Amy Sedaris' New Show Is For The Deranged Domestic Goddess Within

Jillian Capewell
(Jon Peck/truTV)

“I like you,” declared Amy Sedaris’ 2006 book on entertaining, a wacky tome that included pantyhose crafts, rabbit care tips and menu ideas for when a rich uncle comes to visit.

For those who knew the actress from her Comedy Central cult hit “Strangers with Candy,” where Sedaris played the ever-grimacing Jerri Blank, the book was an extension of her pitch-perfect character acting, slightly deranged and inherently lovable. For those who had yet to become acquainted, I Like You was an entrance into the grown-up Holly Hobbie aesthetic that Sedaris would parlay into a second book — Simple Times: Crafts for Poor People — a fabric line, a housewares line and now a full-fledged TV show, “At Home with Amy Sedaris.”

During a panel discussion at Tribeca TV Festival this September, the actress said “At Home,” the truTV show she made with “Strangers with Candy” alum Paul Dinello, was inspired by the series she used to watch growing up, “hospitality-type shows where someone did some cooking, did some crafting, they would interview local artists.”

“I remember when I was little, saying, ‘Oh, I’m gonna do that show when I grow up,’” she said.

As Sedaris explained during the Tribeca pane, she originally intended “At Home” to be a straightforward, PBS type of program, but it eventually evolved into the frenetic, joke-a-minute final version, in which the actress flips the notion of domestic goddess on its head. Sedaris told The Hollywood Reporter that, to combine homemaking and comedy, some instructional value had to get cut. 

“I had to let go off some of the real stuff, which can get a little mundane and boring after a while,” she told the outlet. 

The real-life Sedaris might not craft or entertain nearly as much as she once did — “I was so obsessive” before I Like You came out, she told The New York Times Friday — but her on-screen self tackles subject matter, however wacky, with a level of authority on par with Martha Stewart or Nigella Lawson. Her world lacks the pair’s pristine place settings, perfectly risen soufflés and floral arrangements, but there are still rules to follow. Sedaris will show you how to prepare a meal and set up for a party, with a focus on dysfunction over form.

(Alison Cohen Rosa/truTV)

Helping her along in the first season of “At Home” ― which premieres on Tuesday ― is a stellar lineup of guest stars, including Justin Theroux, Stephen Colbert and Nick Kroll. Theroux, Sedaris said, will appear as a gay astronaut. “We decided in the middle of the scene he was gay,” Sedaris said at Tribeca.

The show’s first episode takes on the ever-present challenge of serving a nautically themed meal to a group of businessmen. “Fish,” she explains over ominous-sounding music, is “a strange, cold-blooded and limbless creature that thrives in the stuff we drown in. A thing of nightmares. But when battered and pan fried — scrumptious!” The quick change in tone is punctuated by a twinkling sound effect, a wink at the darkness that one guesses must lurk under any perennially smiling television visage.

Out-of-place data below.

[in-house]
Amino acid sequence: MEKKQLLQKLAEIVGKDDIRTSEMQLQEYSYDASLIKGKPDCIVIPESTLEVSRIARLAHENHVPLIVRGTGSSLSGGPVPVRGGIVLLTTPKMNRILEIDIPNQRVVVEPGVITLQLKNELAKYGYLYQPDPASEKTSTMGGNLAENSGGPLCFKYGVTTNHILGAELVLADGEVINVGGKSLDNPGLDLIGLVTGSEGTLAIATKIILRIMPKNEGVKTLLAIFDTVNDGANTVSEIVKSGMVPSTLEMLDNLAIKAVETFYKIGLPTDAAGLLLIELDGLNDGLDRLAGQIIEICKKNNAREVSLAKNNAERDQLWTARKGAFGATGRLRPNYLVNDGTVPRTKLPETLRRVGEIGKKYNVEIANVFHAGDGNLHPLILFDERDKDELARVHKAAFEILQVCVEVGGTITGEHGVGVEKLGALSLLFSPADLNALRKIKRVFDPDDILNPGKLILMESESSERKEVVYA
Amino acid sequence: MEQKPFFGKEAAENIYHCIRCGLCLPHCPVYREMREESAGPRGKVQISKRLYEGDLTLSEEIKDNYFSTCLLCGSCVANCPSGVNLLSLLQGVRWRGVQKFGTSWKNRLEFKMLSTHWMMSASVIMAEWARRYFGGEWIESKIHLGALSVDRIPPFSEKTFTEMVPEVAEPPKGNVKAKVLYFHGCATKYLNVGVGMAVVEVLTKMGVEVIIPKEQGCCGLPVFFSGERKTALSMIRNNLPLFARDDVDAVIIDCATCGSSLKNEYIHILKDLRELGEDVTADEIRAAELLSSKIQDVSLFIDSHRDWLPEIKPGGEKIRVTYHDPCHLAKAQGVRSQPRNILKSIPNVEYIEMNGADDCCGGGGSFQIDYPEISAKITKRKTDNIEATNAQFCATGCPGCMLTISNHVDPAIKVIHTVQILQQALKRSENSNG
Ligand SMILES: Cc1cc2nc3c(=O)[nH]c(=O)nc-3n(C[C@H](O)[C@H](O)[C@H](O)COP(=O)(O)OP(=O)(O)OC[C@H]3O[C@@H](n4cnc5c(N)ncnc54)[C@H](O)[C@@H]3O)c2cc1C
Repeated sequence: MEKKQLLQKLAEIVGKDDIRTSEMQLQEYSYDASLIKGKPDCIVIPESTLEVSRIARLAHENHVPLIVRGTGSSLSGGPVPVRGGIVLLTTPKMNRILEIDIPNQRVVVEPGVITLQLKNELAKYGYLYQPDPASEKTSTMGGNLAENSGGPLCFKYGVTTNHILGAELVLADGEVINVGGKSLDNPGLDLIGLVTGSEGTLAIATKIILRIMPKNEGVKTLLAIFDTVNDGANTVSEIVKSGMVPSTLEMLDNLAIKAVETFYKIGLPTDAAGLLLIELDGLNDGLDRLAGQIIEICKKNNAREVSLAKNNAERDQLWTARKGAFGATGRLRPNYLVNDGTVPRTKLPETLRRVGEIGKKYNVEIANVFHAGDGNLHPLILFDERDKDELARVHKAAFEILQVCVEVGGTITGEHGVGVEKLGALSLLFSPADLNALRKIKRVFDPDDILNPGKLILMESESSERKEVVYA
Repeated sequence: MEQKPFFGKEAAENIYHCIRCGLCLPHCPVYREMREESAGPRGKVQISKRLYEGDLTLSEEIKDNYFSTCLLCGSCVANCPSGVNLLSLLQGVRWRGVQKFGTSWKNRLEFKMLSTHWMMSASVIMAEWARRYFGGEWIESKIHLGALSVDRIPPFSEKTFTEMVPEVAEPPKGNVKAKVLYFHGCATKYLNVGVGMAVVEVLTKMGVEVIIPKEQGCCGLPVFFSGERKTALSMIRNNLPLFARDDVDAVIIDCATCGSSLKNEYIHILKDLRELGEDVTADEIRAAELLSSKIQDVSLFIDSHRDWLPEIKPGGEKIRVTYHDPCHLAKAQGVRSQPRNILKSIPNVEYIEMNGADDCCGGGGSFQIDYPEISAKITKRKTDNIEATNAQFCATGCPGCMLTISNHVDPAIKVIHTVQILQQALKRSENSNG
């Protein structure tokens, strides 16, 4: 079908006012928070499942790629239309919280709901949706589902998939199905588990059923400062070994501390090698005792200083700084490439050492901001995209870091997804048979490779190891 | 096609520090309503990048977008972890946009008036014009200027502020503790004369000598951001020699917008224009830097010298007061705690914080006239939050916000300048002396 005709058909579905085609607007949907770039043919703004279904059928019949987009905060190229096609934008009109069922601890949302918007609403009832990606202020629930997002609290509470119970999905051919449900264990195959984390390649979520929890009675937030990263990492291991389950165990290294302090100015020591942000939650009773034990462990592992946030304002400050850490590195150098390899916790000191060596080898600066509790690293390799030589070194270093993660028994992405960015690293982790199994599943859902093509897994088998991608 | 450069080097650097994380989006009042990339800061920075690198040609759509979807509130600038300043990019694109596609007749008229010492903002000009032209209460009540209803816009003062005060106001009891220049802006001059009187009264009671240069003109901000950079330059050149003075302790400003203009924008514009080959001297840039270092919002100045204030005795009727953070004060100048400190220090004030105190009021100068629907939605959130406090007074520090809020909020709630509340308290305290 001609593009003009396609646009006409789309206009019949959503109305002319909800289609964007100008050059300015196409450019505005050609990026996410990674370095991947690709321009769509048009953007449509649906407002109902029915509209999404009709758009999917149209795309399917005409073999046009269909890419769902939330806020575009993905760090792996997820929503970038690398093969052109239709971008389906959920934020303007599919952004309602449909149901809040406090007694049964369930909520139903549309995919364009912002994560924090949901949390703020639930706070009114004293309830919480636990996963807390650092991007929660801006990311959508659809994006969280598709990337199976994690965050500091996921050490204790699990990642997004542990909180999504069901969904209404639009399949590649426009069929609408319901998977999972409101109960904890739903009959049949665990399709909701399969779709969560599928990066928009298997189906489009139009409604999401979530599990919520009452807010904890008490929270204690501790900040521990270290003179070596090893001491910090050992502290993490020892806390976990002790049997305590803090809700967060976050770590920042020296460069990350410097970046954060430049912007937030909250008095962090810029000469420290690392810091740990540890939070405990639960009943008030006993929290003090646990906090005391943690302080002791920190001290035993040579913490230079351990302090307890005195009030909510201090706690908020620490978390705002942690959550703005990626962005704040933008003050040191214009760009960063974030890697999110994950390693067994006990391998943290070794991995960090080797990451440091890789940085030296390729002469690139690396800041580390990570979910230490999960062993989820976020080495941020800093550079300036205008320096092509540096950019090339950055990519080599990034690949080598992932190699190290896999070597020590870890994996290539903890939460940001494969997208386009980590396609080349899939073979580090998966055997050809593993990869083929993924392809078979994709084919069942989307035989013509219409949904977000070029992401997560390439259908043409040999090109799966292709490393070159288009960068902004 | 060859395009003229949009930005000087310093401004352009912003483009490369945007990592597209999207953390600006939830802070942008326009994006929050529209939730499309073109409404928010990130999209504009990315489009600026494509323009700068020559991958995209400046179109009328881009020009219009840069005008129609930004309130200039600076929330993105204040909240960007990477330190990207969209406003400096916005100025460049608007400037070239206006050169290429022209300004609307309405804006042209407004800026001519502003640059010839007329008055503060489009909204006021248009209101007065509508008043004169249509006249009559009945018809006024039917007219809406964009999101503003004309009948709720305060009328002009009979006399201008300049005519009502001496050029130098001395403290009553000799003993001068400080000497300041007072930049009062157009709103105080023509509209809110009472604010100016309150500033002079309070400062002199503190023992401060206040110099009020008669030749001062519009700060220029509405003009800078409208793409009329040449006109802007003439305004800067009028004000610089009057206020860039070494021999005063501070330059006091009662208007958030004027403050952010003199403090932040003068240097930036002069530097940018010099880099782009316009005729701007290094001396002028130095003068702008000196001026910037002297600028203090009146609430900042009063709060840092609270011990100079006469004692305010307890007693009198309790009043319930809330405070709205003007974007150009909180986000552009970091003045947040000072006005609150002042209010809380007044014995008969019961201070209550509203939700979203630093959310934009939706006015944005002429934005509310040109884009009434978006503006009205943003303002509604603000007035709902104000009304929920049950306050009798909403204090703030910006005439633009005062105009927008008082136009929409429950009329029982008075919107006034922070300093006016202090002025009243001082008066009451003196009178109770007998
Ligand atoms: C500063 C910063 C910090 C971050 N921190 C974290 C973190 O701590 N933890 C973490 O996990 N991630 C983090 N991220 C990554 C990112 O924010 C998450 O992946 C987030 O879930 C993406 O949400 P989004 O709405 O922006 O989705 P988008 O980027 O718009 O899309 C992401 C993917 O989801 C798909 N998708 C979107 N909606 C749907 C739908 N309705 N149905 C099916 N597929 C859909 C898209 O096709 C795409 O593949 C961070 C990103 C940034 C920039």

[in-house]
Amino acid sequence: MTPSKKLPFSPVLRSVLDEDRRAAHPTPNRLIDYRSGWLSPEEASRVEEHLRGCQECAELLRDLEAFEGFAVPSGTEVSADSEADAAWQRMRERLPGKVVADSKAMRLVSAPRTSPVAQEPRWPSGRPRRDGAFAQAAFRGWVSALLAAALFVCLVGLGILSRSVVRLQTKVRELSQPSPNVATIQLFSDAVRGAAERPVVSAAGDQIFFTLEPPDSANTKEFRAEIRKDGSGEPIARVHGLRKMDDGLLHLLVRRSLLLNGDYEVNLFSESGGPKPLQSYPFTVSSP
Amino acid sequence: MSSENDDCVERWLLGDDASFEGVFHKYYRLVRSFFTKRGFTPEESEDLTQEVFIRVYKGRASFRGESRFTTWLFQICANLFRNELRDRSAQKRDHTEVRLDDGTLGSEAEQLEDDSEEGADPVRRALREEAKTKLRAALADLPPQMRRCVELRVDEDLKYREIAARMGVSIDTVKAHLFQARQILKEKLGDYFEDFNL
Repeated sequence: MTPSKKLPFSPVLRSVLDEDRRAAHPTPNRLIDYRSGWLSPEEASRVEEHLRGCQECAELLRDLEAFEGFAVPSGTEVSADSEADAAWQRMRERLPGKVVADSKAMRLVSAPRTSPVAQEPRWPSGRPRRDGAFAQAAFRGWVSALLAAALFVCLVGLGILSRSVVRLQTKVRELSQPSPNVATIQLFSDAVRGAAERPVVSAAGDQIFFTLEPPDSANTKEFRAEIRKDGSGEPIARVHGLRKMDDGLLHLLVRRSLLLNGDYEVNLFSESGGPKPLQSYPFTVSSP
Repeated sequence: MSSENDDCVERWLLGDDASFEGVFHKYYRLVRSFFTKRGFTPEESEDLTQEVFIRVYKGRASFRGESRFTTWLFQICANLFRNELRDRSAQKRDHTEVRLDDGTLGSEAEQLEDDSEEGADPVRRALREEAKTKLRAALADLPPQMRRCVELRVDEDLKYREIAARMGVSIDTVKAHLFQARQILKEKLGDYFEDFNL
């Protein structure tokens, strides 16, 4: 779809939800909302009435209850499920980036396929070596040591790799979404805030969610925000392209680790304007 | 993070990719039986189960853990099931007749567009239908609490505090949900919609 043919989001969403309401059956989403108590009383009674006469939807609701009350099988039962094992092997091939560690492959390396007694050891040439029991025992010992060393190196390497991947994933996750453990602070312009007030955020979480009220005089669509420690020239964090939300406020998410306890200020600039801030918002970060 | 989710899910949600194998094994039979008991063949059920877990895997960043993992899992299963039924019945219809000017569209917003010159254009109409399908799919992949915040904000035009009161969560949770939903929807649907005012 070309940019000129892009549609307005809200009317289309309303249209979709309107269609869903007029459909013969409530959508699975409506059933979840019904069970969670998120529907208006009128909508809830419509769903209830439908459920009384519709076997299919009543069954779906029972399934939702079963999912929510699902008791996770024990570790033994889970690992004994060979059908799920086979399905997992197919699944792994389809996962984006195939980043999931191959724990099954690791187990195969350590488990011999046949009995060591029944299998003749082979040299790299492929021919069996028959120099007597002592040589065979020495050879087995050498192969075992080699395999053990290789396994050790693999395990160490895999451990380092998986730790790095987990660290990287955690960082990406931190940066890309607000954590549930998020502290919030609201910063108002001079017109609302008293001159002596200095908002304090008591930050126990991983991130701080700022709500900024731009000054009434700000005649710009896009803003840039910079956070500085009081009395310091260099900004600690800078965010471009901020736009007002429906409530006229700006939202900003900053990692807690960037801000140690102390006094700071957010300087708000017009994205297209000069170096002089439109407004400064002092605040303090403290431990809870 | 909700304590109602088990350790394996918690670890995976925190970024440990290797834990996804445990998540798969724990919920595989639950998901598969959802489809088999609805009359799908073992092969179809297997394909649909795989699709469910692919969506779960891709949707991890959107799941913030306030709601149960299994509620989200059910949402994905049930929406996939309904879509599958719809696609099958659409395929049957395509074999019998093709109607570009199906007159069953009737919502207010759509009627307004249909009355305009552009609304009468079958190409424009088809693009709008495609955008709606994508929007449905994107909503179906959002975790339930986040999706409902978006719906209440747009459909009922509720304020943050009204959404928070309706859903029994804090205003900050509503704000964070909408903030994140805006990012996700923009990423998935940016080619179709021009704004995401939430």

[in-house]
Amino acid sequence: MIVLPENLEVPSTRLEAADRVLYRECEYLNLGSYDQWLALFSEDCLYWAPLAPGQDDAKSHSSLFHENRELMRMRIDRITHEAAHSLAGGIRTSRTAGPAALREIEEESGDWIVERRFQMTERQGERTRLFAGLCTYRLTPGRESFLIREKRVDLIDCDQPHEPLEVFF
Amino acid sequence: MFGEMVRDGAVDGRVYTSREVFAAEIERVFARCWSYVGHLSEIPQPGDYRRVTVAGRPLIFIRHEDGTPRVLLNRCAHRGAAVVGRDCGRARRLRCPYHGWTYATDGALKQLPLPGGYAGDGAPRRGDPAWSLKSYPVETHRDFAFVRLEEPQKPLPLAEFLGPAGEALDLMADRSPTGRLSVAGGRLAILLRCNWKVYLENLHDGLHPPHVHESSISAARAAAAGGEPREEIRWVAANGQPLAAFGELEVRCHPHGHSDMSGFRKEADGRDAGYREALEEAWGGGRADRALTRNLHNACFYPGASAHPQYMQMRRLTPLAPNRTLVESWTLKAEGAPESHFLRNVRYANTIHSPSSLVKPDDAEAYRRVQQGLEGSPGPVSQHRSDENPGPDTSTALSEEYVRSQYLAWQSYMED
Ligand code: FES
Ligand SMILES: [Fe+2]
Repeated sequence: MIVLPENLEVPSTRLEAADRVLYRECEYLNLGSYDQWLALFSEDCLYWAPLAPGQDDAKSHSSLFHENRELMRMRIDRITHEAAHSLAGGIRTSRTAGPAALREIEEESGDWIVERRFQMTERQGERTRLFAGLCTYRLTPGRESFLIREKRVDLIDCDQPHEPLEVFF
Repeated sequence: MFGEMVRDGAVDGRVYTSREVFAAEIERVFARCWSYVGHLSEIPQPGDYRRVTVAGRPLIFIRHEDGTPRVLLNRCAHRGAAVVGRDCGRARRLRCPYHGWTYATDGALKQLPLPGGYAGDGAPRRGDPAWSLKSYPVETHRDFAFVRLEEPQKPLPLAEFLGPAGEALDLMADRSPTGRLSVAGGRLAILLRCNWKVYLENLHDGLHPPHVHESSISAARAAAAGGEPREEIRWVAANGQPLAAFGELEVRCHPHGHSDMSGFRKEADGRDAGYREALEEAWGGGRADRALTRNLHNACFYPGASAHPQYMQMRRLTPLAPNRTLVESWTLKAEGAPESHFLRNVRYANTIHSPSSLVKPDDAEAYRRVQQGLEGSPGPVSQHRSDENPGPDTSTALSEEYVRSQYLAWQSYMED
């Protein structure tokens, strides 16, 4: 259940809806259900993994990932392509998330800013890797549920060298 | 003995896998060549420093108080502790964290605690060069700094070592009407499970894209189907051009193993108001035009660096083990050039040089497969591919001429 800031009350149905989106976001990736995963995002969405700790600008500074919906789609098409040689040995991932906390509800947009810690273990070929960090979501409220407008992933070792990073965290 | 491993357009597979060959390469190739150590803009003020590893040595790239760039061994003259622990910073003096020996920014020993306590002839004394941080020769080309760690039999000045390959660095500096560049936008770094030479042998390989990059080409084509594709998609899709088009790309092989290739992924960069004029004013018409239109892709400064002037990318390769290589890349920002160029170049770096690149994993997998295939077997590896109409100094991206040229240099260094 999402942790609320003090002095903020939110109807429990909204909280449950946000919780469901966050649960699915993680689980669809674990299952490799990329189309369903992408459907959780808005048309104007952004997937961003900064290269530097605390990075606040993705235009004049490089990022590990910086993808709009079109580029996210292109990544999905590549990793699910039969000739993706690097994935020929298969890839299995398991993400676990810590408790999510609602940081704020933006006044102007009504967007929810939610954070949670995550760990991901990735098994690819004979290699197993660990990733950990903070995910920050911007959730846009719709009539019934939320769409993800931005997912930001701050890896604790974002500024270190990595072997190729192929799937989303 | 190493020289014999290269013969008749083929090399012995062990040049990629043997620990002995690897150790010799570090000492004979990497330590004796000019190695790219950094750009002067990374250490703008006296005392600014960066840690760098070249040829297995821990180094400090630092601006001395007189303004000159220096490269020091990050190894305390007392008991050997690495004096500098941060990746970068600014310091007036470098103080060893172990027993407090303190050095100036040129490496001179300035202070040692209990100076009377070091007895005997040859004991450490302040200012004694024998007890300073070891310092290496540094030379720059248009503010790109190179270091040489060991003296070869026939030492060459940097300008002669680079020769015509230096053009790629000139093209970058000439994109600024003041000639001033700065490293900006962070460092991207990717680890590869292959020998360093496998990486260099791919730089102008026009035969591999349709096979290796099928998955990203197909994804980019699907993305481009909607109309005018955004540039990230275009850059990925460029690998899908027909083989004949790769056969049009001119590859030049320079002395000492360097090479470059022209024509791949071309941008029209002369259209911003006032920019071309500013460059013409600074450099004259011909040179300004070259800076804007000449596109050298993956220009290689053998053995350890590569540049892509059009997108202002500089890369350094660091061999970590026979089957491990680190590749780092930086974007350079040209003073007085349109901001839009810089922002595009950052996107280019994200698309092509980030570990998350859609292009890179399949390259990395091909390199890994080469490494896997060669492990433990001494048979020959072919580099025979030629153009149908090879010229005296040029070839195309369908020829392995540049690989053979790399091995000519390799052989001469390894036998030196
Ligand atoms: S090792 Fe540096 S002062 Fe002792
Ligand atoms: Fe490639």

The show format feels close to “Portlandia,” in that brief standalone sketches pepper an overarching narrative of sorts, but Sedaris makes it all her own. Her “house” is a set decorator’s dream, full of bright hues and kitsch from floor to ceiling — basically, her first book brought to life. Her kitchen is marigold, her toaster red, her shrimp cocktail tree a bright green. 

Sedaris’ wardrobe matches her exuberant, singular style. While serving her fish dinner, she wears a dress with a rope detail around the collar, a sequel outfit to the sailboat apron she’d donned during meal prep. Sedaris revealed during the Tribeca panel that a lot of the outfits are handmade, while others come directly from her closet.

Throughout the episode, Sedaris explains the types of fish available for serving, discusses knife sharpening tips, and gets an assist on lamb chops from Patty Hogg over at the Divot Hills Country Club (also played by Sedaris). Later, the businessmen (Paul Giamatti, Todd Barry and Josh Hamilton) arrive for an extremely uncomfortable dinner, complete with Salty Scallywag gin cocktails and outdated, misogynistic chatter among the suits, perhaps a nod to the retro gender roles associated with homemaking.

As part of her nautical stylings, Sedaris debuts “Potato Ships,” or baked potatoes fashioned into miniature sailboats with the help of American cheese slices and a wooden skewer. It’s a craft so simple to make, the hostess claims, that she completes it with fake nails Scotch-taped to her fingers.

In an age when no craft truly exists in the world unless it’s perfectly lit and displayed on Pinterest or Instagram, Sedaris, in her books and on her new TV show, pays no mind to making things look traditionally good. Her creations, like her characters, are appealing in a different way, suggesting a world in which imperfections are given center stage and the off-kilter is embraced. Come as you are, the show seems to say, and make sure to remove the plastic wrap from your cheese slice before diving in.

“How adorable is that?” Sedaris asks while affixing the mushroom-cap “crow’s nest” atop a gluey paper flag, the icing on her first episode’s very inedible-looking cake. You may never want to eat — or even create — a Potato Ship, but you’ll certainly never forget it.

“At Home with Amy Sedaris” premieres Tuesday, Oct. 24 at 10:30 p.m. ET on truTV. 

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  • This article originally appeared on HuffPost.